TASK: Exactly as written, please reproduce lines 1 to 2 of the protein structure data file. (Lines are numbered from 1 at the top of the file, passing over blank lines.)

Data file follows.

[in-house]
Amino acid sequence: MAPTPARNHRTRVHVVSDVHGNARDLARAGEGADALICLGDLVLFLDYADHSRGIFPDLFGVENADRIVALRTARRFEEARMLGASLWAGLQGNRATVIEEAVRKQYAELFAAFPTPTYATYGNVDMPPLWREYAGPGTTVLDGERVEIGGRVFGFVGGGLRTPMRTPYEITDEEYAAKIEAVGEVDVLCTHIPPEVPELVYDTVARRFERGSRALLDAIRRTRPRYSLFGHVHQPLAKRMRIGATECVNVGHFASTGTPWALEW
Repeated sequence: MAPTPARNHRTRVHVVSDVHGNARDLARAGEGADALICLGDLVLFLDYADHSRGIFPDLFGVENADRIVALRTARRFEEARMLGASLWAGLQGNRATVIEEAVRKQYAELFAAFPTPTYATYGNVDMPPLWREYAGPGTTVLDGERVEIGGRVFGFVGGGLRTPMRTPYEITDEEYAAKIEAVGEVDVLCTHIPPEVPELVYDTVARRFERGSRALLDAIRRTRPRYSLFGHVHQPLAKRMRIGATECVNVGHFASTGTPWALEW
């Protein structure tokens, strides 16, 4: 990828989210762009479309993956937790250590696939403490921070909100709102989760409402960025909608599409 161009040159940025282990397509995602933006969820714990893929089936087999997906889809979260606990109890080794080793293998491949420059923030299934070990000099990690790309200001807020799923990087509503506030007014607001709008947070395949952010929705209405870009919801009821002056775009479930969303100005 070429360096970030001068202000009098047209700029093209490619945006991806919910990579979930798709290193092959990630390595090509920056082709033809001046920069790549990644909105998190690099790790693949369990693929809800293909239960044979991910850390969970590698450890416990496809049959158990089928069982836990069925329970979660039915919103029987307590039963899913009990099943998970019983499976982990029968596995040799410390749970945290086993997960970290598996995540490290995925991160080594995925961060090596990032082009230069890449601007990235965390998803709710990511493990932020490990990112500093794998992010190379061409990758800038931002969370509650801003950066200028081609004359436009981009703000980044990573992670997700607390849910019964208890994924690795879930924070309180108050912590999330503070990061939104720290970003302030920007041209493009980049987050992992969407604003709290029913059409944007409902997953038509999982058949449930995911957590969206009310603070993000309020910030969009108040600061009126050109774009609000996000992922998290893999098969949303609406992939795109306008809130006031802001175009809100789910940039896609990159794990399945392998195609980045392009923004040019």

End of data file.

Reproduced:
[in-house]
Amino acid sequence: MAPTPARNHRTRVHVVSDVHGNARDLARAGEGADALICLGDLVLFLDYADHSRGIFPDLFGVENADRIVALRTARRFEEARMLGASLWAGLQGNRATVIEEAVRKQYAELFAAFPTPTYATYGNVDMPPLWREYAGPGTTVLDGERVEIGGRVFGFVGGGLRTPMRTPYEITDEEYAAKIEAVGEVDVLCTHIPPEVPELVYDTVARRFERGSRALLDAIRRTRPRYSLFGHVHQPLAKRMRIGATECVNVGHFASTGTPWALEW